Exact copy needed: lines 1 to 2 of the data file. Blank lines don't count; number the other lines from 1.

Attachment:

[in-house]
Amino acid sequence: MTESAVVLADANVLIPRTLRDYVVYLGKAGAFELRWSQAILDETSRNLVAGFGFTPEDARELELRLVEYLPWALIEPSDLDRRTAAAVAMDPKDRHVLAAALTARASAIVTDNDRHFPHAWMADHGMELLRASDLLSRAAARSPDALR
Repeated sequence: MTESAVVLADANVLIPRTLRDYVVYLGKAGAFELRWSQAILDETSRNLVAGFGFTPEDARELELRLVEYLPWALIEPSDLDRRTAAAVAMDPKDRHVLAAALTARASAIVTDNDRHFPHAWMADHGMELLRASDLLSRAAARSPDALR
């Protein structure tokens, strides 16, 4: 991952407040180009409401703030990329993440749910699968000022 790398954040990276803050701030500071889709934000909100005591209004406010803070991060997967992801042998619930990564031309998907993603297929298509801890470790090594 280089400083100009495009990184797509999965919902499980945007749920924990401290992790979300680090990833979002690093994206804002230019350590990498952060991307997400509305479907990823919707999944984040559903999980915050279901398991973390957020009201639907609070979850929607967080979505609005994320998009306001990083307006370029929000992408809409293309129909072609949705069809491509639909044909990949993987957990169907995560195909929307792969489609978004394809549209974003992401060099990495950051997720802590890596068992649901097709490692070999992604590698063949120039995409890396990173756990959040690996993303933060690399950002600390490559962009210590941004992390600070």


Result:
[in-house]
Amino acid sequence: MTESAVVLADANVLIPRTLRDYVVYLGKAGAFELRWSQAILDETSRNLVAGFGFTPEDARELELRLVEYLPWALIEPSDLDRRTAAAVAMDPKDRHVLAAALTARASAIVTDNDRHFPHAWMADHGMELLRASDLLSRAAARSPDALR